Unleashed - As Yggdrasil Trembles
Released: March 19 Genre: Viking death metal Label: Nuclear Blast
Bassist and vocalist Johnny screams Viking death metal! Viking death metal! on the third track, Wir Kapitulieren Niemals, and that's really as quick a rundown of Unleashed's sound as you'll get.
In 3:27 you get the core of their sound, the raw old school death metal production, the lyrical approach and the general take-no-prisoners attitude.
As Yggdrasil Trembles retains some of the charm and brute attitude found on Hammer Battalion, but it's still somewhat mind-boggling when you consider how little this band has changed or evolved in their 20+ years of existence. If you've heard an album or two by this band, you've definitely heard the style presented on As Yggdrasil Trembles. Unleashed are reliable and you know what you're going to get, but since they've basically been doing their thing since 1066 or thereabouts, you're either a hardcore fan (and loving it) or you're like me and can't really stand it anymore.
Burzum - Belus
Released: March 8 Genre: Black metal Label: Byelobog Productions
If one considers the amount of media attention Varg Vikernes has generated in the past year or so, one can only come to the conclusion that he's a black metal superstar.
One of my esteemed colleagues on UG dubbed it the most anticipated extreme metal album of all time, and I can only agree. It was clear that whatever Varg pursued musically would be controversial, because people find him to be just that.
Obviously the genre does not remain the same, and from a musical perspective Belus is about as controversial as my rug. Time has not stood still in Norway and it's not 1994 anymore and thus black metal like the one found on Belus is more or less run of the mill. With that being said, Belus has its appeal with black metal done Varg-style, complete with lo-fi production, a guitar-sound that would make Andy Sneap cringe and Varg's trademark shrieks. It's not Hvis Lyset Tar Oss Part 2, but then again what is?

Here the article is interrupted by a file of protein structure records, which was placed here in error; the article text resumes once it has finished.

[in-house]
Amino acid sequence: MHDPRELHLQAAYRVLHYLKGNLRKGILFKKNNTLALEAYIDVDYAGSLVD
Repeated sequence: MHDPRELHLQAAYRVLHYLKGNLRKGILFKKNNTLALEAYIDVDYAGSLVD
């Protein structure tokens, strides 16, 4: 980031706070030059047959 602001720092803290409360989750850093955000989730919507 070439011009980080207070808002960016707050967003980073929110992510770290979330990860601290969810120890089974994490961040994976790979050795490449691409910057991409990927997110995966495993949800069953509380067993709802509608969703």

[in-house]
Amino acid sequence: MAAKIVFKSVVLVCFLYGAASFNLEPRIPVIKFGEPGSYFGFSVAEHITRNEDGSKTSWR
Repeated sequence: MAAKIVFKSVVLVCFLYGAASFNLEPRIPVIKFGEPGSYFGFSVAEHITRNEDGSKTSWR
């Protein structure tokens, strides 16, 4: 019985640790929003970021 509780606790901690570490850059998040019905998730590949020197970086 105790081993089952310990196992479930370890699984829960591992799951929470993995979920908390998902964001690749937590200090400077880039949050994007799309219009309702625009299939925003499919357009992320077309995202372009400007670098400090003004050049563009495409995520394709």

Alcest - Ecailles de Lune
Released: March 29 Genre: Black metal/post-rock/shoegaze Label: Prophecy
Ecailles de Lune has a distinct post-rock/black metal vibe to it, yet it does not. People who have followed this article series may remember a french band called Amesoeurs that were featured in March 2009 if memory serves right. Like with Alcest, Amesoeurs was a band that could be difficult to grasp. I suppose that's the effect of the shoegaze-influence, which at times is pretty intense on Ecailles de Lune. Long, heavy passages with a wall of distortion coupled with female vocals, not relying so much on traditional vocals and lyrics, as treating the vocals as an instrument like any other. The result is nearly hypnotic when they manage to hit home with all the ingredients.
Ecailles de Lune is a bit of a Jekyll & Hyde-type of album. You have a mean black metal streak to it, and then you have the female vocals and the shoegaze-sound. The glue that holds it all together is however the melodies that pop up at just the right time and keeps the album from growing too schizophrenic and thus I'm over the moon about it.
Darkthrone - Circle The Wagons
Released: March 8 Genre: Punk/metal, thrash Label: Peaceville
Casual fans will forever remember Darkthrone for their black metal efforts with the minimalistic production, or the photoshopped cover of Transylvanian Hunger that circulates the internet.
However, Circle the Wagons and their other recent efforts has little in common with those releases and is more akin to punk-metal, and early primal thrash. Production-wise, it is by contemporary standards very much a raw, garage-sounding album with minimal editing and polish.
It is a bit of a pity that Darkthrone have, at this point in time, released what feels and seems like a thousand albums. When you open a dictionary and look up the word prolific', there ought to be a picture of or a reference to Darkthrone. Circle the Wagons has some good tunes, good riffs and a big bucket of ugly, yet unmistakeable charm. It is the antithesis of all the over-written and over-produced modern metal albums we hear and read so much about, but with that being said, let's not flood the market with albums like Circle the Wagons. It is enjoyable and charming because it is raw, gives a big nod to the old days and because it is far from perfect.
News and tidbits from the past month:
That's all for this month, thanks for reading and as always you can recommend/suggest albums for the coming months by dropping me a message.